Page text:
Release Date: Apr 1, 2016
Record label: Dead Oceans Records
Genre(s): Pop/Rock, Alternative/Indie Rock, Indie Rock, Punk-Pop
Bleached's Welcome the Worms is an album that feels like the very definition of good pop punk. It marries the best of the punk attitude with the infectiousness of pop music. It's an album full of emotional growth that you can dance right along to in your bedroom.It's easy to tell that Welcome the Worms comes from the very personal places of Jennifer and Jessie Clavin and bassist Micayla Grace.
On Bleached’s first record, 2013’s Ride Your Heart, the group capitalized on a wave of positive attention, following some early singles with an enjoyable, if lightweight debut statement. Sisters Jessica and Jennifer Clavin, emerging from the end of their seven-year tenure with L.A. DIY punk group Mika Miko, were able to put their history in the rearview and begin a new adventure that swiftly built a reputation as a great live act.
Bleached rose from the sunburnt ashes of LA’s beloved Mika Miko, a mythical live band renowned for a distinct local flavour. For their second album, they hit the road to the desert to process personal turmoil, and it’s either damning or a testimony to their strong sense of character that despite a change of scenery, all roads lead back to LA. The west coast cool is almost blinding on Welcome the Worms, and the irony and wit that underpins it paints a picture of California gurls left pallid in the shadow cast by LA’s bright lights and September gurls bored of the summer.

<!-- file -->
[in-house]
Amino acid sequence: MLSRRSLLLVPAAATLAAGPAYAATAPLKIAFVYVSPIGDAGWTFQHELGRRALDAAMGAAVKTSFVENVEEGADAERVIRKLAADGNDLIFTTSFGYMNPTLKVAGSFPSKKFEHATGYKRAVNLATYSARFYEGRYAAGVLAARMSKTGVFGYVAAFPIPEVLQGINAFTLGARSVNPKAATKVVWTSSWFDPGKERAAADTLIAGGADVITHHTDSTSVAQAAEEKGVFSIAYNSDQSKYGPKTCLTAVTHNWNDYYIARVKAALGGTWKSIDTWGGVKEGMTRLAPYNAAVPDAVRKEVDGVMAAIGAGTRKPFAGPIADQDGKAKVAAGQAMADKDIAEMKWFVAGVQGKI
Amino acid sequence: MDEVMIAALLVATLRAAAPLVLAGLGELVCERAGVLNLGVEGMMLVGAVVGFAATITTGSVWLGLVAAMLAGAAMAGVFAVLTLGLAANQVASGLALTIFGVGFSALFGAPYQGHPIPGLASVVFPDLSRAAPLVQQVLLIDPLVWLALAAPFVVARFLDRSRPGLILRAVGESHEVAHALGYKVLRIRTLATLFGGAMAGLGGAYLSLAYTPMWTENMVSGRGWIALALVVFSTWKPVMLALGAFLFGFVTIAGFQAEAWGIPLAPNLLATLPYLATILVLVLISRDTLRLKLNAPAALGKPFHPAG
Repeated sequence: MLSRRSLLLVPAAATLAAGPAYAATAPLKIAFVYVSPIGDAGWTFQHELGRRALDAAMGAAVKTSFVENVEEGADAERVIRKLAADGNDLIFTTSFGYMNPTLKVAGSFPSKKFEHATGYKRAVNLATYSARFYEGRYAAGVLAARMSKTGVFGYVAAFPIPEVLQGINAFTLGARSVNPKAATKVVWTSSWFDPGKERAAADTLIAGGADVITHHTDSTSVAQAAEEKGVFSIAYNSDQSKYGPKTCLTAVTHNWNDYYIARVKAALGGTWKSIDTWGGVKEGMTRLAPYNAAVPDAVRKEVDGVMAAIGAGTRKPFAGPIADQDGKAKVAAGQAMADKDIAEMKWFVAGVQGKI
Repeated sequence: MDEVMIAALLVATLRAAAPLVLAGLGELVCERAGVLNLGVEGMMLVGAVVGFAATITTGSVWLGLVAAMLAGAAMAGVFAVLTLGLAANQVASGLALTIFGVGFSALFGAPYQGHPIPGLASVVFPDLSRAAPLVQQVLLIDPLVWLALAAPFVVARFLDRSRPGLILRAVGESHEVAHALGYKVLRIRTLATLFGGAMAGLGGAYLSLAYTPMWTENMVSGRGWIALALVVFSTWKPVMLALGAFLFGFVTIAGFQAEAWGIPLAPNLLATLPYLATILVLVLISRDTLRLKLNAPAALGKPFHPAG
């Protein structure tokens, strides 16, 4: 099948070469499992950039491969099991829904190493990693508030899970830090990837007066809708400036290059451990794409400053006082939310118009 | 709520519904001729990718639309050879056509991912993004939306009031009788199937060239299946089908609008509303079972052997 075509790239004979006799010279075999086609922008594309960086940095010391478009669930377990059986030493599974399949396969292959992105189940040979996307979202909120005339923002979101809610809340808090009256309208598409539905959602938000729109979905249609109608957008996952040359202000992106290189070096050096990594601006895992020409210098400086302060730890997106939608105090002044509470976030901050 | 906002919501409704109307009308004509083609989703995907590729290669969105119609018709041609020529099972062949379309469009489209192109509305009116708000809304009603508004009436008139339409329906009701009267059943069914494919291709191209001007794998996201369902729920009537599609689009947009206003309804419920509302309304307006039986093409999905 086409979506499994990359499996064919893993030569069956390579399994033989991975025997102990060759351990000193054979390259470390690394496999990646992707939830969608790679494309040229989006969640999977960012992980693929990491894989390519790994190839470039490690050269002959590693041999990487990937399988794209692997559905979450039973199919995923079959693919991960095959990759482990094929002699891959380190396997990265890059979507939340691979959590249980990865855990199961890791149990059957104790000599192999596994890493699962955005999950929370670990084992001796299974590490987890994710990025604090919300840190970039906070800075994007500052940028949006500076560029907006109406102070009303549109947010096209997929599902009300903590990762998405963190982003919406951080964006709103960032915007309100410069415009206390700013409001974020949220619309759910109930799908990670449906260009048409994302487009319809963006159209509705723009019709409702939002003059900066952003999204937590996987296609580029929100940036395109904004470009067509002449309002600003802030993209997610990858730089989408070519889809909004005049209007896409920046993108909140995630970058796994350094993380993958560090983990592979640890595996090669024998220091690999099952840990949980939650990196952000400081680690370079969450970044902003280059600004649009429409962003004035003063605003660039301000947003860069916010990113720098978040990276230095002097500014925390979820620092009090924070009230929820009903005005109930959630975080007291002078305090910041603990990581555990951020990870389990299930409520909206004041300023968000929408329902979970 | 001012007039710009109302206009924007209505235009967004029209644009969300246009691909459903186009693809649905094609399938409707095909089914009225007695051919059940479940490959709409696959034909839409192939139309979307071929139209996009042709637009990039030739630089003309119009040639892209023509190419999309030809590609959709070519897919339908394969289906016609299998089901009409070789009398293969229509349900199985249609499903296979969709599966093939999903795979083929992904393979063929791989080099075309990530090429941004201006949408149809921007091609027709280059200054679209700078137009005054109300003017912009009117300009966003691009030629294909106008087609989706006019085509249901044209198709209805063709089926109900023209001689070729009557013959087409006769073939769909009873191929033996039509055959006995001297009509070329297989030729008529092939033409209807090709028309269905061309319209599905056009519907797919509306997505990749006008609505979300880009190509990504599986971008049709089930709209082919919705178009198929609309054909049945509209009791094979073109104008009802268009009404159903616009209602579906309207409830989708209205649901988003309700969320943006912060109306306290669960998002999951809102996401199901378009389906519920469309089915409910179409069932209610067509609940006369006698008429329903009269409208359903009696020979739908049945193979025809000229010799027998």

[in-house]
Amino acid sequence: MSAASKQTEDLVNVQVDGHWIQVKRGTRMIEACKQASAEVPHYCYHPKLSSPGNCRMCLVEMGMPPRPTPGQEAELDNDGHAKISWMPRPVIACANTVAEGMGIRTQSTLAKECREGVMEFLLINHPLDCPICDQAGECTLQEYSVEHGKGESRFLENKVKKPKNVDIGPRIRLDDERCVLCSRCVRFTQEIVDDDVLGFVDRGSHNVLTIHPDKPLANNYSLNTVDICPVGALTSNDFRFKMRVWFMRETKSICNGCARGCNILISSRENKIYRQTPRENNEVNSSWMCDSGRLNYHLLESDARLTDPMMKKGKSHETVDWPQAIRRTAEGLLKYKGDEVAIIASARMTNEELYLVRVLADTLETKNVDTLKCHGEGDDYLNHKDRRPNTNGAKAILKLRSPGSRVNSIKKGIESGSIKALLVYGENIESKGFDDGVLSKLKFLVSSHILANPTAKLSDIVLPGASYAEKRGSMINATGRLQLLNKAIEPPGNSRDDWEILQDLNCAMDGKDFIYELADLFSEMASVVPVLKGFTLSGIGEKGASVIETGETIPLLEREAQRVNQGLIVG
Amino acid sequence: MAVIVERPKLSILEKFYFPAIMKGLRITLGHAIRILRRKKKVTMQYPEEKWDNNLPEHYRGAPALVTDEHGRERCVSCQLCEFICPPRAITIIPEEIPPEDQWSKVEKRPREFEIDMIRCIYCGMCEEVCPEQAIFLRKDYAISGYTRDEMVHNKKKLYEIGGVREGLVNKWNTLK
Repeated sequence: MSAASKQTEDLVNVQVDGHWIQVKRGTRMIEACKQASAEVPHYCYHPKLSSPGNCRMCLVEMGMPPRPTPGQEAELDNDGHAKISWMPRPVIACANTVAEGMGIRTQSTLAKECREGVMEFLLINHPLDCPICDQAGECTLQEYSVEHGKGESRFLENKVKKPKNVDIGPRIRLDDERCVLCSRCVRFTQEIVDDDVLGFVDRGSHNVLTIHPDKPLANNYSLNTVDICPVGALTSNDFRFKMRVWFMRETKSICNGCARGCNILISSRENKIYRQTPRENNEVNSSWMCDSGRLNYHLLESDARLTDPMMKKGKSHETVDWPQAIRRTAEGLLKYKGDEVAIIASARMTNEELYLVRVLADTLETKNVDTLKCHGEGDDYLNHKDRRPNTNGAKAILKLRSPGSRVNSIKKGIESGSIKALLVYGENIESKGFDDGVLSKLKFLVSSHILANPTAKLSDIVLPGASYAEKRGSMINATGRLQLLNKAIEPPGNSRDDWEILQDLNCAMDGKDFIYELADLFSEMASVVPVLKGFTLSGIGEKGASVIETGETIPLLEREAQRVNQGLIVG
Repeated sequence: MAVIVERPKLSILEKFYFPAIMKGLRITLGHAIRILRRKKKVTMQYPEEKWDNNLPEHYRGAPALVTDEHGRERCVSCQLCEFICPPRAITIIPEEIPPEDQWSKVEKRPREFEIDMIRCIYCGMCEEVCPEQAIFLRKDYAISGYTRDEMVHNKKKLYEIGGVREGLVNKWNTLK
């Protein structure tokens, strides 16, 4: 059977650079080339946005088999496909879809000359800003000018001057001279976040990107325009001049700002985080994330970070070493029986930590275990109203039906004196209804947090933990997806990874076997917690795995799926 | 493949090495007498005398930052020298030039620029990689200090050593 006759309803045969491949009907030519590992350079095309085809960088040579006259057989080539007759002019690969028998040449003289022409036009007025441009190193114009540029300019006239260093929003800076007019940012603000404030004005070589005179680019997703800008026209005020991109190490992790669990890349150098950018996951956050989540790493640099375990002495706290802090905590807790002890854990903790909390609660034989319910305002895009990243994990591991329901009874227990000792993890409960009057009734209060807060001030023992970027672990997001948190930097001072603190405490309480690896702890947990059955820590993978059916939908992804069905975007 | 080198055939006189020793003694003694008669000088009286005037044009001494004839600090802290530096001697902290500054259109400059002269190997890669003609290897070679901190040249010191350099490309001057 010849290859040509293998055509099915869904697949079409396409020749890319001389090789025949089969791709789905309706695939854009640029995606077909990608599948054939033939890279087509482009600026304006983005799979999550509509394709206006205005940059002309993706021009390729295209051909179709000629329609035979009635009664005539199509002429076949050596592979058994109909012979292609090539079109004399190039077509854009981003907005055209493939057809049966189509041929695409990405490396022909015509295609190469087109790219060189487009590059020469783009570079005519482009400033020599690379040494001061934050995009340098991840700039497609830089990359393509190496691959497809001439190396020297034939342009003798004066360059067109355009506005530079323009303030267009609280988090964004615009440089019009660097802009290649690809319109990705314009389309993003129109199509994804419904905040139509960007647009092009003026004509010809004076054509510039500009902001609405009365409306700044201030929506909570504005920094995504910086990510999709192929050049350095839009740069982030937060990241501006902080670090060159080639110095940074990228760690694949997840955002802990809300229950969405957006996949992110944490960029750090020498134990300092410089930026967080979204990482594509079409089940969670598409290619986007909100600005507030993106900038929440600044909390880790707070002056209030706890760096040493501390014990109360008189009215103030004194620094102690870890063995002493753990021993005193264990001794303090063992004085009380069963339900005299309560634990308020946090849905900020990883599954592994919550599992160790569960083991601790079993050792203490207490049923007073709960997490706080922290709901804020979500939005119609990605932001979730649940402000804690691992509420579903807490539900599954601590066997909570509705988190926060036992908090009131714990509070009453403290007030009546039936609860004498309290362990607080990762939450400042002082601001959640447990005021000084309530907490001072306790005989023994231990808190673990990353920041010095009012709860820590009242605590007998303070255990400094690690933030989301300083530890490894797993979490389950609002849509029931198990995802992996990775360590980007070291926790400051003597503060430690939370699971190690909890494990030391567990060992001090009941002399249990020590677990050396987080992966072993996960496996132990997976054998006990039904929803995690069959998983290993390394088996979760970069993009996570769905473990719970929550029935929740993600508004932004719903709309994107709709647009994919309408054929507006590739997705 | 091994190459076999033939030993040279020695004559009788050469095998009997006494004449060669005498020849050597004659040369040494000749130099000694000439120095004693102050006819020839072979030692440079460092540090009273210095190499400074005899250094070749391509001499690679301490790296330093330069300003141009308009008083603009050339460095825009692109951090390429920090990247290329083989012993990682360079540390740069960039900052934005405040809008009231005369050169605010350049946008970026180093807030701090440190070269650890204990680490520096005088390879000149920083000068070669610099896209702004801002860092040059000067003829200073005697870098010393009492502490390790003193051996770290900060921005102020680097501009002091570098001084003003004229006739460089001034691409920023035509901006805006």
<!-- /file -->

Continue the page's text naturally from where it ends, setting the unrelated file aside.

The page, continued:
Over the years, the way Jessie and Jessica Clavin have expressed their Cali punk essence has evolved from their garagey days in Mika Miko to the increasingly pop sound of Bleached. They'd already taken steps toward a bigger, more polished approach with Ride Your Heart, and with Welcome the Worms' chugging L.A. punk-pop, the transformation is complete.
Over the past decade, California rock has fully embraced the stoner beach party mood, mixing the '60s girl-group sound with a fuzzy, hotboxed playfulness. L. A.
Bleached seemed to emerge fully formed on their excellent 2013 debut Ride Your Heart. A stunning combination of pop smarts, reverb, and some slight experimentation, it was one of that year's finest albums. Now, after a three-year gestation period only abetted by a 2014 single, they return. While retaining much of the melodic sensibility that is their greatest strength, the other factors that helped make their debut extraordinary are in shorter supply here.
As Welcome The Worms come thundering out of the gate under the power of the crunching 'Keep On Keepin' On,' one cannot help but feel as though Bleached as made a quantum leap since their 2013 debut, Ride Your Heart. But as the record carries listeners onward, it becomes clear that Bleached's alluring blast of youthful sunshine that made their first album such a delight has been supplanted by a desire to emulate the stilted, uninteresting type of guitar pop melodies that Rivers Cuomo and Weezer have enjoyed making in the 21st century. In an attempt to shun the city life that fueled their debut, Jennifer and Jessica Clavin took to a remote house in Joshua Tree, Calif.